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American ShipperContainerInternationalMaritimeNewsShippingTrade and Compliance

FMC eases some publication requirements for ocean container carriers

U.S. Federal Maritime Commission affirms publication of certain ocean shipping details no longer serves a regulatory purpose.

The U.S. Federal Maritime Commission (FMC) on Thursday adopted a final rule that eases certain publication requirements for ocean container carriers, providing partial relief sought by the World Shipping Council in a 2018 petition to the agency.

The FMC’s approval of the rule follows a Feb. 14 notice of proposed rulemaking, in which the agency received two public comments.

John Butler, president and CEO of the World Shipping Council (Photo: Courtesy)

The new rule amends the FMC’s regulations that govern service contracts by eliminating the requirement that ocean carriers publish “essential terms” for individual service contracts in a tariff format.

The World Shipping Council said it is pleased with the finalized rule.

“Since the ‘me-too’ contract practice was eliminated by the Ocean Shipping Reform Act of 1998, this requirement has been a functional dead letter,” John Butler, the council’s president and CEO, told American Shipper. “Removing this requirement that has ceased to have a purpose will eliminate an unnecessary regulatory burden and contribute to more efficient contracting processes.”

Essential terms include the origin and destination port ranges, commodities involved, minimum volumes, and the service contract duration.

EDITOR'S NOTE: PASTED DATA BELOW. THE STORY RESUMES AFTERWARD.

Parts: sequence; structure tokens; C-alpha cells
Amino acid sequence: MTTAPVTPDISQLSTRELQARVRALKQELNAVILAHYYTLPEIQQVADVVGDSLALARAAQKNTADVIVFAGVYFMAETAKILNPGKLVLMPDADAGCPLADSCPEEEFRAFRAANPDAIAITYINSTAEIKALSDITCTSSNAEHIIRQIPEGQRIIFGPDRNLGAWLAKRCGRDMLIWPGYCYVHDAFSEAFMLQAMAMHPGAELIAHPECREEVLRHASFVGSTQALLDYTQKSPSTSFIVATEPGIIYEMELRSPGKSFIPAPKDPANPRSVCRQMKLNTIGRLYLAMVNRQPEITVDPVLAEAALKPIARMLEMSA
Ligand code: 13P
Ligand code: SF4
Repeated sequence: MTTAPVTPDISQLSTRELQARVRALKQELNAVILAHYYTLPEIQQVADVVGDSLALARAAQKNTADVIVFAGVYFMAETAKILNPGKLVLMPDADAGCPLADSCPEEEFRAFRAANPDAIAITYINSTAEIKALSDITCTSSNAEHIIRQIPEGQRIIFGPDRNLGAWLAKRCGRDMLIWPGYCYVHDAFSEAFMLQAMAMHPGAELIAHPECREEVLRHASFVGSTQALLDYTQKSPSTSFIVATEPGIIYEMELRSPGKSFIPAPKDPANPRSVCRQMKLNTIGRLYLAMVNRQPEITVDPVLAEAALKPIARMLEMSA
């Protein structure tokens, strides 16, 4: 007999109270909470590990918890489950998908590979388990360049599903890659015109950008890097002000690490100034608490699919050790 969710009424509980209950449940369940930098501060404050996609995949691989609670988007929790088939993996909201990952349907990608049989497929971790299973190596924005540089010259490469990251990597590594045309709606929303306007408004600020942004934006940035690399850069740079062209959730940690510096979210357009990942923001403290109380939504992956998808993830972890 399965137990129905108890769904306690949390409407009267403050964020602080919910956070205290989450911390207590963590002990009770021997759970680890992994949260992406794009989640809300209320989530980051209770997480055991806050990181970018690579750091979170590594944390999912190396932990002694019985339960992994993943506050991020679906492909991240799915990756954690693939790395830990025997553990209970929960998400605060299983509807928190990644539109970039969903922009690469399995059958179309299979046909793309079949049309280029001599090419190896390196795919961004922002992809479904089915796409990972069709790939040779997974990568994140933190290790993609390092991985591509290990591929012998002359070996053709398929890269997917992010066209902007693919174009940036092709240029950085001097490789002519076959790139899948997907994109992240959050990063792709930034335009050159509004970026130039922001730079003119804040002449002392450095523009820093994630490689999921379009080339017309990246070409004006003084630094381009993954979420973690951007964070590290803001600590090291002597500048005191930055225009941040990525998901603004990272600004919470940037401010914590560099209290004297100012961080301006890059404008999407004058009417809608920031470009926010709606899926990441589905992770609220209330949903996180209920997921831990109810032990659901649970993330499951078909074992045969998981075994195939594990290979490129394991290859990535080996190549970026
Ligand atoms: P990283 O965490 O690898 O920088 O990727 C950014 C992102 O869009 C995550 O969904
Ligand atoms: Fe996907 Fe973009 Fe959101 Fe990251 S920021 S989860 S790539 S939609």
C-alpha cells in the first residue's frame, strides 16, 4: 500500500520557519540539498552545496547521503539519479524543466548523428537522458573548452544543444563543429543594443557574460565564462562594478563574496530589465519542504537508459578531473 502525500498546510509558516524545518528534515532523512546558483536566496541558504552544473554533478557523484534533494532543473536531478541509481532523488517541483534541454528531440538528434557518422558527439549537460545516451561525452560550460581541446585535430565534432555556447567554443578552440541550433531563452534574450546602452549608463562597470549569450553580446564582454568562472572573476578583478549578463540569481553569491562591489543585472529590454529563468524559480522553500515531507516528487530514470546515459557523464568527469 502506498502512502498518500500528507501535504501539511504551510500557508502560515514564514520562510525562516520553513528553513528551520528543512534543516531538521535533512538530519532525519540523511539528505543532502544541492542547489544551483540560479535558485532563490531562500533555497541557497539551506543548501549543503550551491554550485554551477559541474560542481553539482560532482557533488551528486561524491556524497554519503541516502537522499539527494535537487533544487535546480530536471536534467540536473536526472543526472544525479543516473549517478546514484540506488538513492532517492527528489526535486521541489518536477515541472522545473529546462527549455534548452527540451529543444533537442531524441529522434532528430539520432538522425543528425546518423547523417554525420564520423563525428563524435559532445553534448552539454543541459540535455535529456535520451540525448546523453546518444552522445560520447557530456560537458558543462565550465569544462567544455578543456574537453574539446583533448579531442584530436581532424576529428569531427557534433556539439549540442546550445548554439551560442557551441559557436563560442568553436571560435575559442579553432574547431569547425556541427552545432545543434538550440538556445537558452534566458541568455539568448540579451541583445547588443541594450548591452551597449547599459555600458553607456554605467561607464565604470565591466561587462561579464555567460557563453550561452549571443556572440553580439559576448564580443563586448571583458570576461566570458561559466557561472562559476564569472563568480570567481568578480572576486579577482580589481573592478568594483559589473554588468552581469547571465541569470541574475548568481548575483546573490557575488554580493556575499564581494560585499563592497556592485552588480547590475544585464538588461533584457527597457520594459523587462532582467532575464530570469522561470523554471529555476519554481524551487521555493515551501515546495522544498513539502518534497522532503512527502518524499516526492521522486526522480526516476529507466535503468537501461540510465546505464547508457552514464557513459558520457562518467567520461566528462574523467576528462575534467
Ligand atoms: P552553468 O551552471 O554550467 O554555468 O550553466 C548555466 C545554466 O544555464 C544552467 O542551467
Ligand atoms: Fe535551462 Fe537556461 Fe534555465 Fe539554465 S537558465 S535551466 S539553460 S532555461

In the World Shipping Council’s original petition (P3-18), it also sought to end the requirements for filing service contracts with the FMC.

However, on Dec. 20, the commission issued an order only granting approval to relieve the industry of the essential terms publication requirement.

The rule will become effective upon its publication in the Federal Register, the FMC said.

“We look forward to continuing to work with the commission to find additional ways to align the FMC’s regulations with global commercial practices in the liner shipping industry,” Butler said.

The FMC has authority under the Shipping Act to make certain regulatory adjustments.

On April 27, the agency said it would temporarily allow service contracts to be filed up to 30 days after they take effect to provide relief to shippers and ocean container carriers impacted by the coronavirus pandemic.

According to the FMC order, the relief lasts through Dec. 31, 2020.

The relief measure was identified by the Fact Finding 29 Supply Chain Innovation Teams, which include more than 50 industry representatives who hold regular telephone meetings with FMC Commissioner Rebecca Dye to identify pain points in container shipping due to the COVID-19 pandemic. The spring is the period when most annual service contracts are concluded between ocean carriers and shippers.

(Click to read more American Shipper/FreightWaves articles by Chris Gillis.)

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Chris Gillis

Located in the Washington, D.C. area, Chris Gillis primarily reports on regulatory and legislative topics that impact cross-border trade. He joined American Shipper in 1994, shortly after graduating from Mount St. Mary’s College in Emmitsburg, Md., with a degree in international business and economics.
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